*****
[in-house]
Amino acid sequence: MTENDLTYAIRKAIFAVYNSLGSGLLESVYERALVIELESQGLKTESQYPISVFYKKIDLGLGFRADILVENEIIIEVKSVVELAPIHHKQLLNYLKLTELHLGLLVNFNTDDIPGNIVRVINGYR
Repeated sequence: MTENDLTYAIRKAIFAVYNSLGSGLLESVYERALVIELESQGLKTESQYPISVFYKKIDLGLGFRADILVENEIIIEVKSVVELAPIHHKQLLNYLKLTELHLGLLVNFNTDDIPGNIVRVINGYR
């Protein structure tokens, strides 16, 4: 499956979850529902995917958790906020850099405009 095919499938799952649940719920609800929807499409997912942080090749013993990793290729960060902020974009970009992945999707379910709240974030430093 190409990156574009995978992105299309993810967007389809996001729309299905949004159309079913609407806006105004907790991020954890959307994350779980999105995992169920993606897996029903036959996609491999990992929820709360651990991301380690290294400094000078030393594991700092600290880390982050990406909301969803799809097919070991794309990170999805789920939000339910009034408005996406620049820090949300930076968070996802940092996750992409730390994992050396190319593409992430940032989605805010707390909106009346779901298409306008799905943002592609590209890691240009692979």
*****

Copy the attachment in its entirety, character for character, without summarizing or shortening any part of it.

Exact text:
[in-house]
Amino acid sequence: MTENDLTYAIRKAIFAVYNSLGSGLLESVYERALVIELESQGLKTESQYPISVFYKKIDLGLGFRADILVENEIIIEVKSVVELAPIHHKQLLNYLKLTELHLGLLVNFNTDDIPGNIVRVINGYR
Repeated sequence: MTENDLTYAIRKAIFAVYNSLGSGLLESVYERALVIELESQGLKTESQYPISVFYKKIDLGLGFRADILVENEIIIEVKSVVELAPIHHKQLLNYLKLTELHLGLLVNFNTDDIPGNIVRVINGYR
């Protein structure tokens, strides 16, 4: 499956979850529902995917958790906020850099405009 095919499938799952649940719920609800929807499409997912942080090749013993990793290729960060902020974009970009992945999707379910709240974030430093 190409990156574009995978992105299309993810967007389809996001729309299905949004159309079913609407806006105004907790991020954890959307994350779980999105995992169920993606897996029903036959996609491999990992929820709360651990991301380690290294400094000078030393594991700092600290880390982050990406909301969803799809097919070991794309990170999805789920939000339910009034408005996406620049820090949300930076968070996802940092996750992409730390994992050396190319593409992430940032989605805010707390909106009346779901298409306008799905943002592609590209890691240009692979």